- Wallas NEVER refers to the stages of control as the creative process. Though he does imply that creative thinkers have mastered the Art of Thought and that they are good at this association process.
- The stages of control are based on three ‘theories’ that are both based on self-assessment. You can ask yourself how scientifically sound that is.
- Wallas refers to a fifth stage, Intimation, quite important but I guess not important enough according to scholars using his theory because somewhere along the way intimation got lost in citing Wallas.
How is the Art of Thought influenced?
In the second part of the book, chapter 5 to 9, Wallas gives body to his theory on the Art of Thought. Wallas writes about influences of emotion on Thought, the (dis)advantages of habits on Thought, the role of effort and energy on Thought, and different types of Thought. The latter is mainly about the influence of culture (ex. Englishmen think differently than Frenchmen because of their cultural background).
The ‘different levels of consciousness’ and ‘natural associations to improve thinking’ return in each of these chapters. Sometimes he refers to one of the stages of control. When he refers to these stages it is to incubation and intimation.
I hope you recognize that all these influences (emotion, effort, culture, etc.) on Thinking are also part of contemporary research on creativity. These influences on Thinking return in my chapters on creativity mindsets and skills.
Now get to the part of the book that synchronized most with my passion. The third section of the book is on nurturing and developing the Art of Thought.
How to nurture and develop the Art of Thought?
I might go a little off course in my elaboration on this third section. However, if you are a creativity professional, trainer, leader, or facilitator, knowledge about teaching brings us super relevant insights. I like to remind you again that this book is almost a hundred years old. Like I said in the introduction, Wallas was also an educationist and he had a clear vision of education. His vision is very valid anno 2020.
I going to quote a lot of texts because he chose his words better then I could paraphrase them.
The thinker at school
Chapter 10, about ‘the thinker at school’, is the starting point for his oration on education.
‘I shall discuss the art of education as a section of the art of thought, that is to say, I shall ask how far a teacher can hope to increase the future output of creative thought by those thinkers who as students pass through his hands. For that purpose it will be best to start with a mental picture, not of an educational system or a series of statistical curves, but of some supernormal hum being who has actually added to the intellectual heritage of mankind.’ (Wallas, 1926/2014: p.131).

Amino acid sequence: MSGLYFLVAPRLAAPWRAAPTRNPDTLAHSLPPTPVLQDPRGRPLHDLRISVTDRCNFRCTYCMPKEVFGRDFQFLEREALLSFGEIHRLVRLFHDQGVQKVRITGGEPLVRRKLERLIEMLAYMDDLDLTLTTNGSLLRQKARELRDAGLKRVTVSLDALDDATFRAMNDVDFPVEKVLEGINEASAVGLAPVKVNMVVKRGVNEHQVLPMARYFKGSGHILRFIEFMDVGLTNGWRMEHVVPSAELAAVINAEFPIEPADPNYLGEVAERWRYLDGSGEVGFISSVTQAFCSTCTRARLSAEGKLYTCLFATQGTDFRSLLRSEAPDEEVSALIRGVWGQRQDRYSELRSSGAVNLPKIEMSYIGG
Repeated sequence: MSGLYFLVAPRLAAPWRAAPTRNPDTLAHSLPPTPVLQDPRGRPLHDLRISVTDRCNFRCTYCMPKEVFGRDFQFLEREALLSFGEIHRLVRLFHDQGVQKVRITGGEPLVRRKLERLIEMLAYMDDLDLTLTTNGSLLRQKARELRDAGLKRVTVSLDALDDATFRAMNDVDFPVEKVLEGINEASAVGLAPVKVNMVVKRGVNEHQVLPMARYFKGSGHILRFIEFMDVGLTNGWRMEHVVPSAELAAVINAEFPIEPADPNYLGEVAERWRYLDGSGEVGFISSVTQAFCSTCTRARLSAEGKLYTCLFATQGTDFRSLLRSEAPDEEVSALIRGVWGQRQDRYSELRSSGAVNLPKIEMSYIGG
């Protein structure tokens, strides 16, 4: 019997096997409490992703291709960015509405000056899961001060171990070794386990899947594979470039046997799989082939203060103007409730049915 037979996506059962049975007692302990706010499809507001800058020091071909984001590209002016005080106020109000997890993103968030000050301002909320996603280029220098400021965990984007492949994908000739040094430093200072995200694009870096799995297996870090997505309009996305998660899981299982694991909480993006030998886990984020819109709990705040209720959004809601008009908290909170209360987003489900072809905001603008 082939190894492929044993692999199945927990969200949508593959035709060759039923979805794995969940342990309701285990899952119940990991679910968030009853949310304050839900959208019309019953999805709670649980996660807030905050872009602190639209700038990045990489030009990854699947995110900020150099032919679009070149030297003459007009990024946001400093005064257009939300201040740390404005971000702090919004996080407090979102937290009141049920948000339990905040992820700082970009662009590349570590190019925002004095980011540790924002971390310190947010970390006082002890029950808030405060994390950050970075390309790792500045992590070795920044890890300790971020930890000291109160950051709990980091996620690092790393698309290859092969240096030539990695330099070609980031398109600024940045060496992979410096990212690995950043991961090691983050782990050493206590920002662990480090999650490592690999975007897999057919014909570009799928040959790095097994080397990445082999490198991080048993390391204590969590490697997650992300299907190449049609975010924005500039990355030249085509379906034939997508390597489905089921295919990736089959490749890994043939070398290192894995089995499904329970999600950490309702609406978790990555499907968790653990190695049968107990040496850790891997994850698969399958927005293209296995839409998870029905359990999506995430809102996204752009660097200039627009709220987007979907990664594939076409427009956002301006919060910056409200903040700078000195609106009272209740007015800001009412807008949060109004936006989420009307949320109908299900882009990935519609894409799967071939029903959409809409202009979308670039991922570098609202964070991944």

I like that: the art of education. To translate this quote to the year 2020: forget spreadsheets. Look first at how great thinkers were educated, and learn from that. Wallas takes Plato as an example. He pictures Plato in Ancient Greece, where Plato grew up, what did during the day, and how he was educated. As a little boy, Plato used to play naked in the sun, and when he was old enough he went to the gymnasium. In summers he explored the outside and all the richness of nature and culture in Ancient Greece, including Socrates:
“And one day, after his public admission as a citizen, he was free to sit with shining eyes at the feet of Socrates in a corner of the Agora, to argue with friends during walks up the Ilyssus Valley as to nature of man and God and The State, or to stay up for half the night writing the stilted love-poems and discourses at which in later years he would laugh; and so, after many travels, and with no clear division between his life as student, and teacher, and statesman, he became the most influential thinker in all history.” (Wallas, 1926/2014: pp.132-133).
Yes, that is one sentence. And doesn’t it sound romantic?
How to teach when there is so much information?
Wallas pictures Plato in his time.
‘If Plato were born to-day[….]he would probably live in one of the meanly uniform houses of a city street, and be the child of parents with few traditions of culture. Nothing in his daily surroundings would stimulate in him the passion of truth and beauty which the Athenian temples and porticoes, and the eager talkers and traders and poets and orators, and the valleys and hills and the coast of Attica stimulated in the earlier Plato. […] Most of that which Plato of Athens learnt at first hand from nature and mankind, Plato of London or New York must learn, if at all, at second hand, from books and machines.’ (Wallas, 1926/2014: p.133).
And in the next sentence comes the prophecy:
‘The great industrial nations may perhaps in the next hundred years rebuild their cities, and scatter electrically-driven industries over the country-side. But, for good or evil, we shall never return to the ‘natural’ short-range environment of Plato’s Athens.” (Wallas, 1926/2014: p.133).
Oh oh, the relevance!
Wallas points out the amount of information Plato is exposed to is so much littler than the amount of information Wallas himself is exposed to in 1926. Wallas sees no other way than learning something must come from second hand. If we extrapolate this to 2020, we are learning from the tenth hand.
Then Wallas questions himself, how could we help a child like Plato learn second hand in 1926? Wallas does not believe in leaving it all to the child’s curiosity;